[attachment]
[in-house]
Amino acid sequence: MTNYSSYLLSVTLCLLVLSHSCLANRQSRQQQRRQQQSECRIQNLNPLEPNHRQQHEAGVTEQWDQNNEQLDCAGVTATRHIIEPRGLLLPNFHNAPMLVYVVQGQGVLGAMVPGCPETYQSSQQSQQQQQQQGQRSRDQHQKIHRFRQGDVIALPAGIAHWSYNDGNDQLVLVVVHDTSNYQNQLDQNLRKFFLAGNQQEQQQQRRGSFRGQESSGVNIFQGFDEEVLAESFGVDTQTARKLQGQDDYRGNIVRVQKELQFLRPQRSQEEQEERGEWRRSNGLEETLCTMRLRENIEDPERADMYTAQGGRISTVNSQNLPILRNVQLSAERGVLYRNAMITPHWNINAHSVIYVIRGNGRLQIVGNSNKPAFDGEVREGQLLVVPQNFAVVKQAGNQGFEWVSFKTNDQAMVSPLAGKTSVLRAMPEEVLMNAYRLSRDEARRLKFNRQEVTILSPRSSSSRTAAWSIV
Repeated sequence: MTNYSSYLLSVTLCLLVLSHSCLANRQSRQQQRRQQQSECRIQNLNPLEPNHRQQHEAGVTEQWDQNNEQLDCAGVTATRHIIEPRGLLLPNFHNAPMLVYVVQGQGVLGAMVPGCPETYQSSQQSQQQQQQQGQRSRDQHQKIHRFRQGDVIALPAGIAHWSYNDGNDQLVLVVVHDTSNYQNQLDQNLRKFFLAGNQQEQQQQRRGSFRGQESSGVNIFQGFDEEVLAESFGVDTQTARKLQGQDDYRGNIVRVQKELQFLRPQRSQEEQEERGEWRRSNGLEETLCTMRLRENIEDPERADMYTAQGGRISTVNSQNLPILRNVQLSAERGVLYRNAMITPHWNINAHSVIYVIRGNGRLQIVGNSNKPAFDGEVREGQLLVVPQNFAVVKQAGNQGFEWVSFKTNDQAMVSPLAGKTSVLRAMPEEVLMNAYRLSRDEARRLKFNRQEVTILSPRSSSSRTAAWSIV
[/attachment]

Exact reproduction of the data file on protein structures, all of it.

[in-house]
Amino acid sequence: MTNYSSYLLSVTLCLLVLSHSCLANRQSRQQQRRQQQSECRIQNLNPLEPNHRQQHEAGVTEQWDQNNEQLDCAGVTATRHIIEPRGLLLPNFHNAPMLVYVVQGQGVLGAMVPGCPETYQSSQQSQQQQQQQGQRSRDQHQKIHRFRQGDVIALPAGIAHWSYNDGNDQLVLVVVHDTSNYQNQLDQNLRKFFLAGNQQEQQQQRRGSFRGQESSGVNIFQGFDEEVLAESFGVDTQTARKLQGQDDYRGNIVRVQKELQFLRPQRSQEEQEERGEWRRSNGLEETLCTMRLRENIEDPERADMYTAQGGRISTVNSQNLPILRNVQLSAERGVLYRNAMITPHWNINAHSVIYVIRGNGRLQIVGNSNKPAFDGEVREGQLLVVPQNFAVVKQAGNQGFEWVSFKTNDQAMVSPLAGKTSVLRAMPEEVLMNAYRLSRDEARRLKFNRQEVTILSPRSSSSRTAAWSIV
Repeated sequence: MTNYSSYLLSVTLCLLVLSHSCLANRQSRQQQRRQQQSECRIQNLNPLEPNHRQQHEAGVTEQWDQNNEQLDCAGVTATRHIIEPRGLLLPNFHNAPMLVYVVQGQGVLGAMVPGCPETYQSSQQSQQQQQQQGQRSRDQHQKIHRFRQGDVIALPAGIAHWSYNDGNDQLVLVVVHDTSNYQNQLDQNLRKFFLAGNQQEQQQQRRGSFRGQESSGVNIFQGFDEEVLAESFGVDTQTARKLQGQDDYRGNIVRVQKELQFLRPQRSQEEQEERGEWRRSNGLEETLCTMRLRENIEDPERADMYTAQGGRISTVNSQNLPILRNVQLSAERGVLYRNAMITPHWNINAHSVIYVIRGNGRLQIVGNSNKPAFDGEVREGQLLVVPQNFAVVKQAGNQGFEWVSFKTNDQAMVSPLAGKTSVLRAMPEEVLMNAYRLSRDEARRLKFNRQEVTILSPRSSSSRTAAWSIV